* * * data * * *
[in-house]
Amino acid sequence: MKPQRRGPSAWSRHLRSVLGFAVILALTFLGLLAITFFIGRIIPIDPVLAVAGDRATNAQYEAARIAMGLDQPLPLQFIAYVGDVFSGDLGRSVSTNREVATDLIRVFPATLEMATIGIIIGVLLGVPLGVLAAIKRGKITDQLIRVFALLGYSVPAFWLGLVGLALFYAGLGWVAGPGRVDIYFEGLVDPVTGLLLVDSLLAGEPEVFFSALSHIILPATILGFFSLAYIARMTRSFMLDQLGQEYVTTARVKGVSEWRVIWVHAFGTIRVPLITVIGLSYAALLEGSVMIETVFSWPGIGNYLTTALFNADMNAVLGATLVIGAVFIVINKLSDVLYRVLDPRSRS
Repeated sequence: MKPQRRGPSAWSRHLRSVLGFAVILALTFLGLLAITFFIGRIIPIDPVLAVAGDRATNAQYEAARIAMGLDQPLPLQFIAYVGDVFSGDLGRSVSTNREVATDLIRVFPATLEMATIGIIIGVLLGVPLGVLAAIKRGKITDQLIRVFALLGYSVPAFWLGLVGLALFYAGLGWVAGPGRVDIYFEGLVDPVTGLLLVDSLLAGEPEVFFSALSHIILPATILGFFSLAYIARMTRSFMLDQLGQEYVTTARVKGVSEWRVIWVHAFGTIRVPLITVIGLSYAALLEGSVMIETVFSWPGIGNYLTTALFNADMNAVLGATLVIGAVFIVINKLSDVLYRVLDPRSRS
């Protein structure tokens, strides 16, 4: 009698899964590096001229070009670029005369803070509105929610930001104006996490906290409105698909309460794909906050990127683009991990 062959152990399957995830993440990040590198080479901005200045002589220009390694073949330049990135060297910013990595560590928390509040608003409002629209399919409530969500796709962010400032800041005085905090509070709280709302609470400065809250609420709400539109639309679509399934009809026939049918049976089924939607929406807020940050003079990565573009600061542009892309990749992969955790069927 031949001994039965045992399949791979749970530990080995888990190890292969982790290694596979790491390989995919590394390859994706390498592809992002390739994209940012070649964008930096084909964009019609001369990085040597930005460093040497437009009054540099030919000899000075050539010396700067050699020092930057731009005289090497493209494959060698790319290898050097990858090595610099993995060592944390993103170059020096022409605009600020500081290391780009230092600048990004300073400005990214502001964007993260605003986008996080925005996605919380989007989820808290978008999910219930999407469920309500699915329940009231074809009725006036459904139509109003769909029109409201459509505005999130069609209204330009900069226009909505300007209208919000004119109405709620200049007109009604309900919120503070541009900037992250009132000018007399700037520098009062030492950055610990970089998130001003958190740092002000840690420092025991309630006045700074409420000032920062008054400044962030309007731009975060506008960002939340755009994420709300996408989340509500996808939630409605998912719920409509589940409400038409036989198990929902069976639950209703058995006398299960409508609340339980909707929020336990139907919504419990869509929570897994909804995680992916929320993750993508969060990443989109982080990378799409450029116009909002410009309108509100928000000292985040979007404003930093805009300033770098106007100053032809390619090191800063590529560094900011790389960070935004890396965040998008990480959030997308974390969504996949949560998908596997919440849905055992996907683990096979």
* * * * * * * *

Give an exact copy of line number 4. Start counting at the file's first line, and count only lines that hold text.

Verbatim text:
């Protein structure tokens, strides 16, 4: 009698899964590096001229070009670029005369803070509105929610930001104006996490906290409105698909309460794909906050990127683009991990 062959152990399957995830993440990040590198080479901005200045002589220009390694073949330049990135060297910013990595560590928390509040608003409002629209399919409530969500796709962010400032800041005085905090509070709280709302609470400065809250609420709400539109639309679509399934009809026939049918049976089924939607929406807020940050003079990565573009600061542009892309990749992969955790069927 031949001994039965045992399949791979749970530990080995888990190890292969982790290694596979790491390989995919590394390859994706390498592809992002390739994209940012070649964008930096084909964009019609001369990085040597930005460093040497437009009054540099030919000899000075050539010396700067050699020092930057731009005289090497493209494959060698790319290898050097990858090595610099993995060592944390993103170059020096022409605009600020500081290391780009230092600048990004300073400005990214502001964007993260605003986008996080925005996605919380989007989820808290978008999910219930999407469920309500699915329940009231074809009725006036459904139509109003769909029109409201459509505005999130069609209204330009900069226009909505300007209208919000004119109405709620200049007109009604309900919120503070541009900037992250009132000018007399700037520098009062030492950055610990970089998130001003958190740092002000840690420092025991309630006045700074409420000032920062008054400044962030309007731009975060506008960002939340755009994420709300996408989340509500996808939630409605998912719920409509589940409400038409036989198990929902069976639950209703058995006398299960409508609340339980909707929020336990139907919504419990869509929570897994909804995680992916929320993750993508969060990443989109982080990378799409450029116009909002410009309108509100928000000292985040979007404003930093805009300033770098106007100053032809390619090191800063590529560094900011790389960070935004890396965040998008990480959030997308974390969504996949949560998908596997919440849905055992996907683990096979």